14 Acre Farm’s from farm-to-table mac and cheese, classic pulled pork and two chili varieties were whipped up to feed the Mauch Chunk Opera House crowd during the fifth annual Harvest Jam Nov 24th.
The pre-Thanksgiving feast featured local Jim Thorpe favorites Free Range Folk, Coal County Express, Jay Smar and William H. Travis.
“Dan (Hugos, opera house manager) pitched us the idea years ago,” said Josh Finsel, one of the Folk’s three founders, of the jam’s creation.
“He was looking for an annual Thanksgiving eve event.”
“The first couple of years before they had a liquor license we brought 10 gallons of homemade wine,” co-founder Kevin Ruch said.
“It’s a great way to get everyone together and get them out of the house.”
“This is one of my favorite places to perform. It’s a home to us,” Shawn McCarty said.
Travis kicked-off the dinner hour. Travis is a soulful singer-song writer mixing sincere lyrics over acoustic guitar. He hails from Bethlehem and has been featured on popular podcast and live-show 40 Story Radio.
Jay Smarwill drew the crowd back with guitar heavy instrumental work and a cover of Doc Watson’s “Deep River Blues.”
A 40-year professional multi-instrumentalist from an hour west of the coal region, Smar provides a type of “acoustic buffet” of covers from traditional American and folk to mountain music, bluegrass and gospel. Smar stands in with the Free Range Folk as a fiddler throughout the night.
Coal County Express also took the stage during the evening. The Express has played mountain music throughout the county and served as host at the annual Mauch Chunk Lake Bluegrass Festival.
Band members are Pat McGeehan (banjo and guitar), Dave Lucas (guitar and dobro), and Jillian Lucas (upright bass).
The Free Range Folk line up for the main event included band members: Amber Breiner Finsel (bass, guitar); Brad Konstas (percussion); Brett Andrew (electric guitar, organ, piano, harmonica); Doug Makofka (accordion); Josh Finsel (banjo, guitar, harmonica, vocals); Kevin Ruch (guitar, vocals); Kyle O’Brien (woodwinds, sax); Dan Ruch (trumpet); Sara Ruch (washboard, musical saw, boom-bah, vocals); and Shawn McCarty (mandolin, guitar, vocals).
Along with serving the 380 members of the audience the homemade dinner and original music, the Folk’s newest and third album, “Impending Doom,” was performed live for the crowd.
People familiar with the bluegrass/folk influenced band will hear a fuller sound on the newest recording. Electric guitar riffs, novelty instruments and additional vocals of the 10-member band create a robust backdrop for the 11 coal-region inspired tracks.
“We’ve tried to maintain the same sensibility with song writing. The band has grown and the sound has grown,” Ruch said.
“It’s a local sound. We sing about local places and ideologies. We’re the faces you’ll see around town,” McCarty said.
According to the band the new recording is a bit of a departure from the first two. It’s described as a “hybrid of New Orleans second-line style fun with potent dirt rock jams onto its bluegrass roots.”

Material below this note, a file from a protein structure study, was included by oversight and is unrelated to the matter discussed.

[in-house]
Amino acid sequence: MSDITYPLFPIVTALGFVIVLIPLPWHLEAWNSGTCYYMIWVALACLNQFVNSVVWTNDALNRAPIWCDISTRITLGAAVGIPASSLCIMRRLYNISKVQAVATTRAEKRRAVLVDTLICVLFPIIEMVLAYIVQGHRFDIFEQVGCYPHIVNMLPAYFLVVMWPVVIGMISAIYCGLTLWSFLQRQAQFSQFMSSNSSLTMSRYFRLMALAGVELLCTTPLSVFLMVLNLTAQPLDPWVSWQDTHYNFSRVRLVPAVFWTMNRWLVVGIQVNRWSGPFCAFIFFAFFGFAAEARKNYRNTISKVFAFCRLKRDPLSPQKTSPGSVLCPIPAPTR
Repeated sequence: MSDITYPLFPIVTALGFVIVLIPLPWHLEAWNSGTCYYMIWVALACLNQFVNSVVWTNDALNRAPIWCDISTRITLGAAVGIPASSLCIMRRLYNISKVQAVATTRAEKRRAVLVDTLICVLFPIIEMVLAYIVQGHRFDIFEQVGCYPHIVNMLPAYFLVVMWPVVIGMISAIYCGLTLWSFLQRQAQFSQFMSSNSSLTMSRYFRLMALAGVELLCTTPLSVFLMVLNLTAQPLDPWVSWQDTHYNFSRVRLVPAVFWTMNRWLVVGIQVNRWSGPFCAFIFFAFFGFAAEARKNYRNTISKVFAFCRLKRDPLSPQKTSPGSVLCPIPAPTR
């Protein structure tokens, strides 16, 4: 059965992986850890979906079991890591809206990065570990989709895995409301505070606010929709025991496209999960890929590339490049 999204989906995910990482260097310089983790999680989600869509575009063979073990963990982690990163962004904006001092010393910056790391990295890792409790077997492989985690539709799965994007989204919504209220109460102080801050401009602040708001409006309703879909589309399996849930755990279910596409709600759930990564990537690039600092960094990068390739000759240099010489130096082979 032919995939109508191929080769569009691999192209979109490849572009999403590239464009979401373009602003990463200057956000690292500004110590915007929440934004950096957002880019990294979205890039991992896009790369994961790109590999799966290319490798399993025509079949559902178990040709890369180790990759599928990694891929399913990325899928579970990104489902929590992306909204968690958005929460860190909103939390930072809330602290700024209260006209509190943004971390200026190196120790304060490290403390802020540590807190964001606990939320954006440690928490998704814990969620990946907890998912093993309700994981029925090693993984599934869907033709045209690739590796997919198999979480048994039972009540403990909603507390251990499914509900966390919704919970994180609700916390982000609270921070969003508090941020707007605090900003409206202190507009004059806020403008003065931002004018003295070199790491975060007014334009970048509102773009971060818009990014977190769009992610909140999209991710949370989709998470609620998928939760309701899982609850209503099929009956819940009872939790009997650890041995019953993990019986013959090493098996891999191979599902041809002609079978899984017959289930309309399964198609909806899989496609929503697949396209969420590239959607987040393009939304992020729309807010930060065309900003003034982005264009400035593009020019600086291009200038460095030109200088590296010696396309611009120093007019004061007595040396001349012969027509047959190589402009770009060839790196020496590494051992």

“The first album only four of us were playing. We didn’t have drums,” Ruch said. “The latest one is a way bigger production. Hopefully everyone enjoys it,” Ruch said.
Finsel credits up-and-coming Lehigh Valley producer Todd Schied, saying Schied put a lot of time into the album and, “acted as a middle man” between band members and the final product.
“There were a lot of raw tracks he filtered down and put together,” Ruch said.
Title track “Impending Doom” is McCarty’s favorite to perform, saying he enjoys the lyrics and feel of the new recording.
For “Stoney Lonesome,” the band borrowed bells from the Panther Valley High School band, adding a unique dimension to the kitchen-sink instrument heavy track.
“I’d have to say that one’s my favorite,” Ruch said. “It starts slow but in the middle there’s a rocking electric guitar solo and we all end up loud at the end.”
The Free Range Folk founding trio Ruch, Finsel and McCarty met more than 12 years ago at former Jim Thorpe coffee shop Rest Stop on Race Street where they struck up a friendship based on mutual interests and values.
“We’d all played at different places but never together,” Ruch said.
“We started playing around a campfire and realized we had a bunch of songs,” Finsel said.
The group went on to add members and instruments since the band’s inception. The band has released two previous albums, 2011’s “Soul Collector” and 2013’s “444.”
For its album cover the band commissioned local artist Michael Erickson to design the artwork and hired Jim Thorpe’s Somersault Press to print the intricate white and black CD jacket.
Ruch said a coloring contest for kids and adults alike will add an extra incentive to buy the album. The winning colorist will be taking home a grand prize of a Folk house performance.
“It was Shawn’s (McCarty) idea,” he said. “There’ll be extra sleeves for people at the show. They’ll be able to drop them off at the print shop or 14 Acre.
The night’s grand finale featured an electric blend of all the musicians creating a cornucopia of rock and folk music closing out the annual jam. Attendees left with full bellies and enjoyed toe-tapping tunes from 6-10 p.m.
Harvest Jam 2017 is scheduled for Thanksgiving Eve. For more on information on the Opera House visit website: mcohjt.com
Free Range Folk’s new album can be purchased at www.freerangefolk.net.
Article by Kelley Andrade, covering music, entertainment and more in the Poconos.
Photos by Kelley Andrade